My boyfriend was on set and my showrunner was trying to shield me from news, because at the end of the day we weren’t able to get through takes because people were on their own sort of devastated. But there was a moment when I had to say, guys, the world might be falling apart but we have to finish this show and get out of here. It was this bizarre moment where I didn’t know how to feel. I was elated to be done with the show, but I was devastated at the results. I think I knew there was always a possibility but I, like Obama, had faith in the American people that ended up being misplaced. I think like any good liberal, I spent a lot of time afterwards pondering what happened and how that happened and why I didn’t see that coming, and realized that so many of the answers were in the show I just made. (Laughs)
Now you’re for the first time writing for these characters and this show and story after Trump’s election. The film and the first season were written before the situation we’re in now.
I think the film and to a degree the first season, there is a vibe of black people having to convince white people that racism still exists. And now we’re in a world where you either think it exists or you think that blacks are complaining too much. It’s all come out there now how people really feel. Because of that there’s a sense of urgency in this season to diagnose the problem. We never try to solve and we never try and preach, but I do think there’s a diagnosis here that has an urgency it wouldn’t have had if he had not won. I personally was invested in figuring out how we got here. I had a sense of urgency to understand my country better and understand my countrymen better.
You mentioned earlier how you’re bringing in the alt-right trolls. We see the introduction of the “Dear Right People” radio show. It’s what kicks off Sam’s storyline this season. Why was that important to you?
We talk about cultural appropriation, and I don’t know what you could do about it because culture is designed to be appropriated. But the thing that I think is fascinating is the way in which the alt-right has appropriated the very idea of oppression. When [these] people say oppression and prejudice, they mean different things by those words. These people prey upon the ignorant in society and make people who frankly aren’t doing that bad feel as if they getting the bottom end of the stick, even though that’s not actually true. They’ve done a really good job of taking the talking points that have activated liberals and the people on the so-called left and just sort of switched them to apply them to situations that they didn’t apply to. And it worked.
When you say it worked, what do you mean?
That’s where we are right now. We live in a country that is creating outrage on both ideological sides in order to make us feel like we’re living in a country of chaos, and therefore participate in the chaos. It’s kind of brilliant. I thought that there was no way to show what it feels like to be a black person in America without talking about that and including it, because it’s such a mind-fuck. Dear White People is not pure satire. Some of those podcasts from very smart college kids who are doing these things and saying these things and making these arguments that if you didn’t know any better you would almost agree with. To hear a white man talk about how he is oppressed because black people had a protest in a different city and it was covered on the news is shocking. But yet they believe it wholeheartedly. There’s no way for me to process that without putting it in the work. And to try to do it without moralizing. They never get into a direct argument, “Dear Right People” and “Dear White People.” That was never the point. It was this is what it feels like to hear this all day and to be subjected to this all day.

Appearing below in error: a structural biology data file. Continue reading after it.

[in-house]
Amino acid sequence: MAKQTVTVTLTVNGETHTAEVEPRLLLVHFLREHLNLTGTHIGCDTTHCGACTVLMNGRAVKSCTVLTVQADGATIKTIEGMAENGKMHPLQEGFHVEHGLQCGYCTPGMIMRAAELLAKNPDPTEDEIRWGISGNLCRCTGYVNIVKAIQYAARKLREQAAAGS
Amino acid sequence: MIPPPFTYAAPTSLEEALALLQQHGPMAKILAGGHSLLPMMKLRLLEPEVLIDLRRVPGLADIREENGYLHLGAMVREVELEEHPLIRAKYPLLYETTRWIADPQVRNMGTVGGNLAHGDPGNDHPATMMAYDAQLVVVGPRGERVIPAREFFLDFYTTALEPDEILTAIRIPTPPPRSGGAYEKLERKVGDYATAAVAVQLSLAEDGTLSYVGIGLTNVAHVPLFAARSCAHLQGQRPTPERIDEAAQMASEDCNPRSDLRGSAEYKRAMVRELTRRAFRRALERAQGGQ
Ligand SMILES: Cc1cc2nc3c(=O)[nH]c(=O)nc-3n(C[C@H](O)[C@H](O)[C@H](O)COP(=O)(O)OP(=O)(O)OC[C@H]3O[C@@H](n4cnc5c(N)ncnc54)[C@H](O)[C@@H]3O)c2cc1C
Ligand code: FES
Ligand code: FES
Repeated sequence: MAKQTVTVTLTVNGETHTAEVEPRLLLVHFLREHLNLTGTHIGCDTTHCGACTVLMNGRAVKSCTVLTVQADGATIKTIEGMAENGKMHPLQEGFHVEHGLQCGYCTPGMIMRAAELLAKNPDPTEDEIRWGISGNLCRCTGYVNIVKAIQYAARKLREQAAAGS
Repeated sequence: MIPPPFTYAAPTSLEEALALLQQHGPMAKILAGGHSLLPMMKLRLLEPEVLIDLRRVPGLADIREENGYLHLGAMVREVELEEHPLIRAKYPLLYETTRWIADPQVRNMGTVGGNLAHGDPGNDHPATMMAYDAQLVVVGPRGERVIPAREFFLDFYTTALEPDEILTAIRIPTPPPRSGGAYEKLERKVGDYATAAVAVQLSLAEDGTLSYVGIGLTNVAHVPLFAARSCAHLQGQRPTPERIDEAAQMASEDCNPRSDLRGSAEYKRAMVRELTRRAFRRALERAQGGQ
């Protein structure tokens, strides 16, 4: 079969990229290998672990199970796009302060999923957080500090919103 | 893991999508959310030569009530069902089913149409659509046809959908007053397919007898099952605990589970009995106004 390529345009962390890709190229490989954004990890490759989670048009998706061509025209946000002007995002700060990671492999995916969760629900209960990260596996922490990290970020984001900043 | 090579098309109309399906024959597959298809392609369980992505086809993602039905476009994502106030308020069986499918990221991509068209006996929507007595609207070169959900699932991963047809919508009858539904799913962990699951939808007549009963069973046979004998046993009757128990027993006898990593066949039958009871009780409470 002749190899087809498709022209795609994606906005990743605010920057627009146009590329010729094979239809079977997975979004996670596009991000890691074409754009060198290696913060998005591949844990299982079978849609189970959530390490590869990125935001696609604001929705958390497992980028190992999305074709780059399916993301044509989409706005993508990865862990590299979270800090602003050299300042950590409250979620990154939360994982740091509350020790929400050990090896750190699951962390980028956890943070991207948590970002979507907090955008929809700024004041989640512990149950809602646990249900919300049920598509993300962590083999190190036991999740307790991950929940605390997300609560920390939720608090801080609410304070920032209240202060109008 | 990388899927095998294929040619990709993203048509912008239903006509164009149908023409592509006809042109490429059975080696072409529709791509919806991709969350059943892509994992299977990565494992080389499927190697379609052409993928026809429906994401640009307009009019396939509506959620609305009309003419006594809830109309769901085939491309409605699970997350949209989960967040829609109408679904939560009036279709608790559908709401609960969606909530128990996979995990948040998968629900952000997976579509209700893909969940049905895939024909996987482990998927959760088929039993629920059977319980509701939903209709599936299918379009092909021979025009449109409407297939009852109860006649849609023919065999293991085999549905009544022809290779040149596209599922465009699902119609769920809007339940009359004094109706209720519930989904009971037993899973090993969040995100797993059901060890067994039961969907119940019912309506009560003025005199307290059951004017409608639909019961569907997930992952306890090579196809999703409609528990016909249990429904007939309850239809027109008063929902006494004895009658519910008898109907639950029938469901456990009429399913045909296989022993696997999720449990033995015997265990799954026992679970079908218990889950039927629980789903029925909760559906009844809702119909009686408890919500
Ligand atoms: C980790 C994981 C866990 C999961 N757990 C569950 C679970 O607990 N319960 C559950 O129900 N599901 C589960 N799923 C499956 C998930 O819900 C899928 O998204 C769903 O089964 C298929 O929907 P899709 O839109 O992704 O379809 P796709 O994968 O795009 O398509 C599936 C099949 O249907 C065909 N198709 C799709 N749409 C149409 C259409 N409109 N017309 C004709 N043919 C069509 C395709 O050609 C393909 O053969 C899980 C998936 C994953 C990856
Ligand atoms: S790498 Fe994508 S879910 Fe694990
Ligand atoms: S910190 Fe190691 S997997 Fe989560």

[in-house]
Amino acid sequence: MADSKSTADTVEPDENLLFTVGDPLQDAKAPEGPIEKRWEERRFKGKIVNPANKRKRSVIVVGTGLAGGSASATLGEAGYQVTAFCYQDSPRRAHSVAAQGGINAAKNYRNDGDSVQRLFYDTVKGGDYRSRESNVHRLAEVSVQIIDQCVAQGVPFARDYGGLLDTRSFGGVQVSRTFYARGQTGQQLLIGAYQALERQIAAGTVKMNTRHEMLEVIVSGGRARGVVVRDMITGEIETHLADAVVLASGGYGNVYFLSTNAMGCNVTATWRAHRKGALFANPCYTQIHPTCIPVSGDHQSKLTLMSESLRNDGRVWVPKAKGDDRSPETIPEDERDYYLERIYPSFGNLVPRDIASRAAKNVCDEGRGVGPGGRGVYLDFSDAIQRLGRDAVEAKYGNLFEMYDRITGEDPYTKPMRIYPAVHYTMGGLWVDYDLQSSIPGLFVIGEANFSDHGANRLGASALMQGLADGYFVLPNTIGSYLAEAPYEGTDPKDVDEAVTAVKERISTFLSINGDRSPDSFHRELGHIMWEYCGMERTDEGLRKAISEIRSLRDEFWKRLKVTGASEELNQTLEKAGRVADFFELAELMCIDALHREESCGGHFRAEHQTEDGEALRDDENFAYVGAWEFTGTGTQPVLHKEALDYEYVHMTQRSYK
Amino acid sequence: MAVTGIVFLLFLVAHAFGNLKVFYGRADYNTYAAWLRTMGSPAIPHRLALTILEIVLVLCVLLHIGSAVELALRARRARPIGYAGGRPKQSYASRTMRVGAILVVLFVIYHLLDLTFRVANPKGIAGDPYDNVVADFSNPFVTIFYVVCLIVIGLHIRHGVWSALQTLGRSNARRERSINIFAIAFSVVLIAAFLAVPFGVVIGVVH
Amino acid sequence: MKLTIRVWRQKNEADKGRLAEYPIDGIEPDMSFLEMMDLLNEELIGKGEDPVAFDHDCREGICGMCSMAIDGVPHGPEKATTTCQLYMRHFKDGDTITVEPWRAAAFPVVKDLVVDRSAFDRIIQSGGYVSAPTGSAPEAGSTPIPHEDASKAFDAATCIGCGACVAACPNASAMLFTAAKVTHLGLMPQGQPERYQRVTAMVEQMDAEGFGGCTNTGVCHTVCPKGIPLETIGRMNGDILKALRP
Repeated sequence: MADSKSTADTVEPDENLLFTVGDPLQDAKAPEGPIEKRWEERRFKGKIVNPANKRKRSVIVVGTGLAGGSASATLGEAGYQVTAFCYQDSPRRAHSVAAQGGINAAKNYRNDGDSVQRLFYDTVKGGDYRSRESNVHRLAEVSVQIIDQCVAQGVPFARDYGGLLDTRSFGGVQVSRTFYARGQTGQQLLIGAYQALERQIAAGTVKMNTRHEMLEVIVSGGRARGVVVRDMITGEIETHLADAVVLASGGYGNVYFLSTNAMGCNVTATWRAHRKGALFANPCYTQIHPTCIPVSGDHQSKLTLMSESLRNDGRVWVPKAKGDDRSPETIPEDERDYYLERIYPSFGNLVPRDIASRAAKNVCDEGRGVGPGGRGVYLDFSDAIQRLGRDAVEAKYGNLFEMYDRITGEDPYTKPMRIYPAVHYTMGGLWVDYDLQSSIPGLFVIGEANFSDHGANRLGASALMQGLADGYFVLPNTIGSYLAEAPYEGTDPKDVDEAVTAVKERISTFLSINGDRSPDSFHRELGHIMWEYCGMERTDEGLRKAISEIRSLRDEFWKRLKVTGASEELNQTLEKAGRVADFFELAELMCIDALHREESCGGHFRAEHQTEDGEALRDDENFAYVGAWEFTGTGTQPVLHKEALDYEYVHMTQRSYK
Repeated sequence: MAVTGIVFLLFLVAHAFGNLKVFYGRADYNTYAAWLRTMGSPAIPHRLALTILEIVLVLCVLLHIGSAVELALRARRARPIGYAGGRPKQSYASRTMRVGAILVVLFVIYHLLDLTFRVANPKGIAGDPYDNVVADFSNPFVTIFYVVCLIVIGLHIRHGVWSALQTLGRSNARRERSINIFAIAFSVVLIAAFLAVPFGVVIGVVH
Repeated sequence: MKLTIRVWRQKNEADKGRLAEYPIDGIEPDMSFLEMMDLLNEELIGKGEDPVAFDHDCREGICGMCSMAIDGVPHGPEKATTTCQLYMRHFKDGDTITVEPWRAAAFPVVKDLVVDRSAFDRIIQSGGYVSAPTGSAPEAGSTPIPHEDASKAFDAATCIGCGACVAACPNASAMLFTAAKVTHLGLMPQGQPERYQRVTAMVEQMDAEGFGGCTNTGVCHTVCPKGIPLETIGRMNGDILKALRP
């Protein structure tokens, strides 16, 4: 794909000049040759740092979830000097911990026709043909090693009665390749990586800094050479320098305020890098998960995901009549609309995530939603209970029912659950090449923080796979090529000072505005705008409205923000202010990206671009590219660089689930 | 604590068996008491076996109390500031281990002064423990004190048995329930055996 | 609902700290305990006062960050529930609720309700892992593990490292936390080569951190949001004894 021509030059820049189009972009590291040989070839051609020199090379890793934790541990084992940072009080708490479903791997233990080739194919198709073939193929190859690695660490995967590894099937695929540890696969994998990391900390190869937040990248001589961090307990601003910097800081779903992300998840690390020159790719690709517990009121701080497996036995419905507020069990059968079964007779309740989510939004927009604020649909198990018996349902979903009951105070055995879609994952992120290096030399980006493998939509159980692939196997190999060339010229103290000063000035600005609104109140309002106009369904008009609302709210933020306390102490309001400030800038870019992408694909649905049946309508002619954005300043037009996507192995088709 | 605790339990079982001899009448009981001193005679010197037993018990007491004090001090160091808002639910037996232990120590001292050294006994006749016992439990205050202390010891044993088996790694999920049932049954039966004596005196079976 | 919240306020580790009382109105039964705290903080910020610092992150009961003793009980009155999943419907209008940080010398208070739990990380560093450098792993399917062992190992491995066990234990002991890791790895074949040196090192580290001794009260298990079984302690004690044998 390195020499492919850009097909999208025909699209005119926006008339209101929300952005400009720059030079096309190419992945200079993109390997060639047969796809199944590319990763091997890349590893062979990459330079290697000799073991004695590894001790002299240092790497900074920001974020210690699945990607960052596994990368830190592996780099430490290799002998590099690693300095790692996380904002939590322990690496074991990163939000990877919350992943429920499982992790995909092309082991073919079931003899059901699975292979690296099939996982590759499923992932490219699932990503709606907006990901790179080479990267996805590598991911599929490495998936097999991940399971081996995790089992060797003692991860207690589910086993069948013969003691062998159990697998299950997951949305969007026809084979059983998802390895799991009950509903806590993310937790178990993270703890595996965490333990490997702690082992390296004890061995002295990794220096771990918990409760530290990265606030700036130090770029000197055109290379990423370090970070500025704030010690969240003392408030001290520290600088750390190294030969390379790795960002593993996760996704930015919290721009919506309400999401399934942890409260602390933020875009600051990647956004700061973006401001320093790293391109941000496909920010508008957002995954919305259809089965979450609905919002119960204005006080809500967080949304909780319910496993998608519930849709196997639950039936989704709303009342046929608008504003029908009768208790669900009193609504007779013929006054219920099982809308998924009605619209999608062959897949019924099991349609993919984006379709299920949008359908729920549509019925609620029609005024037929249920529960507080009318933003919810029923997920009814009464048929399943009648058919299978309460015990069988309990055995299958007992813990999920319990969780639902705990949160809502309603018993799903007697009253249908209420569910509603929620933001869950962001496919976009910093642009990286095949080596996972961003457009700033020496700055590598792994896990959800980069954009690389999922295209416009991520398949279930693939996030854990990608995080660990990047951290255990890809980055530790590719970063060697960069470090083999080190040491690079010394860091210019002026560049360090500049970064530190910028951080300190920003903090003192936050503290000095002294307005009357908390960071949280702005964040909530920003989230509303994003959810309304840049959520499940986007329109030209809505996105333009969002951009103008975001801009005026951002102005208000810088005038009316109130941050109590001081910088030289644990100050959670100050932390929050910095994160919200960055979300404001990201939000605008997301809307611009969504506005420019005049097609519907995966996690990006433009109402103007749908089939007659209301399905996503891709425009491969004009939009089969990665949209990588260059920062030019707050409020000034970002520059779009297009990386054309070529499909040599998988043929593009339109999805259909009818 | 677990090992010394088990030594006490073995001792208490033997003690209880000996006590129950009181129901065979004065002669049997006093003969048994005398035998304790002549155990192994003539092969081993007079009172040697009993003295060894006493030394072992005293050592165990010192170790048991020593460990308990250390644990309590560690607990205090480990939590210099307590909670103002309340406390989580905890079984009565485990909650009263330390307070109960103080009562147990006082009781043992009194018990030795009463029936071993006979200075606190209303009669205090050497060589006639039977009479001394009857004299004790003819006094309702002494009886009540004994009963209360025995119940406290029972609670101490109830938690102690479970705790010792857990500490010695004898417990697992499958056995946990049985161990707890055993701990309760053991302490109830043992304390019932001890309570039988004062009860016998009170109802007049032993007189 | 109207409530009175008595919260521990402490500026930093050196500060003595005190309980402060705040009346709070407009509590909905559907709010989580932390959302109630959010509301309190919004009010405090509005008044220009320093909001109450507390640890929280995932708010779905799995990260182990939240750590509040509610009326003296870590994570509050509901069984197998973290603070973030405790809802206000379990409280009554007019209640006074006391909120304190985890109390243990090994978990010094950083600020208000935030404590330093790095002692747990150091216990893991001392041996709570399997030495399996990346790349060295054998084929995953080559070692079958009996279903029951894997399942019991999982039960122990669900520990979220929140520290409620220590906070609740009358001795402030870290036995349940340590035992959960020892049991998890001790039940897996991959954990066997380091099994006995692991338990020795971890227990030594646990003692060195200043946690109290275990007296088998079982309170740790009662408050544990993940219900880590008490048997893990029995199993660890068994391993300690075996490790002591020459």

We see Reggie (Marque Richardson) dealing with the aftermath of what he went through at the party with the campus cop who pulls the gun on him. He doesn’t know how to react, people don’t know how to act around him, and he even starts having PTSD hallucinations. Dramatic moments like that standoff have been depicted before, but it’s rare to see the aftermath and how it affects a human afterwards.
That’s exactly why we did it. Usually when these things happen in a television show, the next week happens and everybody’s back [to normal]. That’s really kind of an insidious lie. One of the things that happened when Sandra Bland was arrested is that a lot of white people said well why was she mouthing off to the cops? Why was she being so combative? It’s her own fault. And what people don’t realize is that there is a human toll to racism. It does cause PTSD. There is such a thing as epigenetics, where trauma is passed on through DNA. These are things that we’ve proven. I think black people, frankly, because we present as if we’re high, because we have to present that way, people just assume that we’re over it and are surprised when black people start to complain about things. So part of the way to make sure that Reggie is human is to acknowledge that just because the situation is over and just because people are rallying around him, that does not mean that any healing has taken place.
That’s an important point. That people don’t just rebound back.
Common retweeted this Malcolm X quote that has just really been sitting with me about comparing racism to a knife in the back. There are some Americans who believe that pulling the knife out a little bit solves the problem. It of course doesn’t. There are some Americans who believe that pulling the knife out completely ends racism, but nothing is solved until the wound that is left is healed. More often than not, America doesn’t want to acknowledge that there was ever a knife to begin with. Black people, I think we all have a kind of PTSD. That’s why Get Out was so successful, because it dramatized the non-stop anxiety of being black into a narrative that we often, because we’re trying to get on in society, we don’t get a chance to stop and acknowledge the self-loathing that we’ve taken on or the pain that we’ve taken on. We haven’t really had a chance to process it.